If you have looked for weather information on the web, you have come across web pages like the one on the left showing radar imagery of precipitation. In fact, radar is used regularly in meteorology for weather surveillance, or the real-time monitoring of the current situation and and of its evolution. As a result, there are over 200 radars in North America alone used for that task.

Why is this?

  • Radar is one of the rare instruments that can obtain weather-related information in three dimensions (x,y,z) as a function of time. It can see inside storms, and can be used to assess storm severity using the reflectivity information as well as Doppler velocity information (what are the winds within the storm).
  • It provides unique information such as precipitation intensity, radial winds, particle type (using dual-polarization).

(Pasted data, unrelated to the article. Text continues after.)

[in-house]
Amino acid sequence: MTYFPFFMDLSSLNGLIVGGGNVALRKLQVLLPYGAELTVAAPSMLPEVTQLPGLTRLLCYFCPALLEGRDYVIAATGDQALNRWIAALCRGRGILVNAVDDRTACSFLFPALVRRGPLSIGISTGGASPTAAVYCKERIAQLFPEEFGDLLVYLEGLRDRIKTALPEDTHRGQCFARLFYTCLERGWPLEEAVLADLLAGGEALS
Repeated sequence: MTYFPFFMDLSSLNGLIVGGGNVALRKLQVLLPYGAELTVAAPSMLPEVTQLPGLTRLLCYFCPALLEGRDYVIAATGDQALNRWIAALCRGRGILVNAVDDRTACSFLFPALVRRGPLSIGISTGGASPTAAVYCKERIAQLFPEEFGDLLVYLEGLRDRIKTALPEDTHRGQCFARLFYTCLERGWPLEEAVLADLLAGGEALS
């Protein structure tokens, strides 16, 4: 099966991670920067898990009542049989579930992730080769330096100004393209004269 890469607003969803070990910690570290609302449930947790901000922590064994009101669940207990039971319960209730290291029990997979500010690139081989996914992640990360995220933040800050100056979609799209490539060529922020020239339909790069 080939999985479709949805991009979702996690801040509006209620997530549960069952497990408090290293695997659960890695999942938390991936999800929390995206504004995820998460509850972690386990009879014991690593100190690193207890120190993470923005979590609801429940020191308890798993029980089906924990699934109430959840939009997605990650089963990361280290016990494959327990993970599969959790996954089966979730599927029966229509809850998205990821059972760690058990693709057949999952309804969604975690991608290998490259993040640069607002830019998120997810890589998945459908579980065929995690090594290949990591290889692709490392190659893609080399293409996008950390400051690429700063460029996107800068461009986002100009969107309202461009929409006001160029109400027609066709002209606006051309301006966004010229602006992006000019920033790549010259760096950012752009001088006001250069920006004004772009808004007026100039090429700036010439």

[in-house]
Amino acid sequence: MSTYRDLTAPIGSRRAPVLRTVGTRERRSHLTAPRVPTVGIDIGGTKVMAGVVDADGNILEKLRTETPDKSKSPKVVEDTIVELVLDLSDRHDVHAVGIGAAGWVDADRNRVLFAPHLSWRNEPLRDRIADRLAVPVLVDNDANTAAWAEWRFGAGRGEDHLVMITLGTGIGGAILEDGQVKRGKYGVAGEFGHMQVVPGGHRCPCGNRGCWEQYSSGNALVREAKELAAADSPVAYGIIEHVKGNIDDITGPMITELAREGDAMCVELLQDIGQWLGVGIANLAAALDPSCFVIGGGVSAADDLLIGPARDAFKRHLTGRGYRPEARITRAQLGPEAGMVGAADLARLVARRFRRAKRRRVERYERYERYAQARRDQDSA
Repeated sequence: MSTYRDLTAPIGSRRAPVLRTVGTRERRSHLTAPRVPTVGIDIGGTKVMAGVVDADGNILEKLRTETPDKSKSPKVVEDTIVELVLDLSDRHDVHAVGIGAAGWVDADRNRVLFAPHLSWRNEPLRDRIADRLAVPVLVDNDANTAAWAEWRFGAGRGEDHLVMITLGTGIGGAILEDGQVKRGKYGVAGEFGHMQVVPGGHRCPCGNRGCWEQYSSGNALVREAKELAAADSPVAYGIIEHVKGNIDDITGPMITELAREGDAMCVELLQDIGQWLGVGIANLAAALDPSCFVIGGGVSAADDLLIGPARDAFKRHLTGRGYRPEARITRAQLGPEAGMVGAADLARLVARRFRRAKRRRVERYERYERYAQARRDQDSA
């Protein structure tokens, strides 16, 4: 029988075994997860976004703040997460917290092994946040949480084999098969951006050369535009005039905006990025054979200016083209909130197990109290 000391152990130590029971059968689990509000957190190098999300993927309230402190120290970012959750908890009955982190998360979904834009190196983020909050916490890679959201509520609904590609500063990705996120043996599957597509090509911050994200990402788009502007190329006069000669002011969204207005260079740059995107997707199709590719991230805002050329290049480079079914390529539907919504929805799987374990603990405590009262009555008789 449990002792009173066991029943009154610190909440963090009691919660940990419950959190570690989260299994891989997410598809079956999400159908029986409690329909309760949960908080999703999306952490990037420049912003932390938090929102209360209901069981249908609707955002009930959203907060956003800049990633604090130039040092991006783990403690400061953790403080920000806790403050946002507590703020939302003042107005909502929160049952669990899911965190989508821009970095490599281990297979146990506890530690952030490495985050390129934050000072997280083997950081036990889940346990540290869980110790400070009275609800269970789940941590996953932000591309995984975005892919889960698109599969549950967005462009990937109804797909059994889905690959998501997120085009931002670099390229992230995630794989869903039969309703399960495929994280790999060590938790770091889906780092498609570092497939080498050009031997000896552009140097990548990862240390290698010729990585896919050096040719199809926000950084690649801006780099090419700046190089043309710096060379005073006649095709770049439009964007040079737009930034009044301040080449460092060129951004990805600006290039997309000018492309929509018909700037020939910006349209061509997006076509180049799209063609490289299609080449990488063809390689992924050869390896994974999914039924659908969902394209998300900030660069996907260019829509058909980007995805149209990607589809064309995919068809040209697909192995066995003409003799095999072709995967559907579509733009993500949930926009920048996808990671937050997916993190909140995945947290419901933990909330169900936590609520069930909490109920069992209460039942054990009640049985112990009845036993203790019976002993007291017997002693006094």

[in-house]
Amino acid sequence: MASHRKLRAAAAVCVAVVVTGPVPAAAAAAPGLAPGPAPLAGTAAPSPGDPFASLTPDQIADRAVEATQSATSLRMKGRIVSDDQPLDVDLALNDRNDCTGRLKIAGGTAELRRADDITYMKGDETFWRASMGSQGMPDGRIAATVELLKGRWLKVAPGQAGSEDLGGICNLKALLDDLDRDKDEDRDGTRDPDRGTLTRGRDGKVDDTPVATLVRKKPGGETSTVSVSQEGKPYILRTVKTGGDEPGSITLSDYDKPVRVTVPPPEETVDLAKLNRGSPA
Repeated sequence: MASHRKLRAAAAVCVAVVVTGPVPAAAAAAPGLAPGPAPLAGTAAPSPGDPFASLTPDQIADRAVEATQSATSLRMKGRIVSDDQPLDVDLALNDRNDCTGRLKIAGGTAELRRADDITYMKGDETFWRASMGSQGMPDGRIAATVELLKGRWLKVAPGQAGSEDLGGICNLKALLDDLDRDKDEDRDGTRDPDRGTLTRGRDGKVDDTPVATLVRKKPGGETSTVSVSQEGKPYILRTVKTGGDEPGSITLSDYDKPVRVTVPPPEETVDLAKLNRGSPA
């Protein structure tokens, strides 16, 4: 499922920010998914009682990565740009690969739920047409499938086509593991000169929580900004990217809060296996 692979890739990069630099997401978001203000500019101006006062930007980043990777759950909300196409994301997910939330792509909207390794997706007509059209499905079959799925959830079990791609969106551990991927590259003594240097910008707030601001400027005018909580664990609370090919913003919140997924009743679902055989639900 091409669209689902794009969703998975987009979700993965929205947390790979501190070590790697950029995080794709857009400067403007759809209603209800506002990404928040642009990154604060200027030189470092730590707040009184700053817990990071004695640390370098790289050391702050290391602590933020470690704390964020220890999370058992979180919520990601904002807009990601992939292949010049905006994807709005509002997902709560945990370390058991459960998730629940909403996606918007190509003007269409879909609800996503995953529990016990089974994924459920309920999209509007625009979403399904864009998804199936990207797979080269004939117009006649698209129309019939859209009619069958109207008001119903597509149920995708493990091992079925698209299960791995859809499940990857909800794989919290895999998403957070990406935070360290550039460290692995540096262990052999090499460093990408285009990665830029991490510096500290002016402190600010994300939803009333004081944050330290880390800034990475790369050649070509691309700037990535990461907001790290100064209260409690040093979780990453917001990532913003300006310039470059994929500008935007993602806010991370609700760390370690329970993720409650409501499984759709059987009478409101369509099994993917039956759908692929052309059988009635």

• As an active remote sensor, it does not suffer from many of the observation problems associated with passive sensors, such as image displacement, changing illumination, or limited ranging ability.
  • Most importantly, this information is available immediately, and can therefore be immediately used.
  • And we can use its data to make good forecasts at short range (0-6 hr).

Meteorologists love their radar. And our group specializes in making radar even more useful.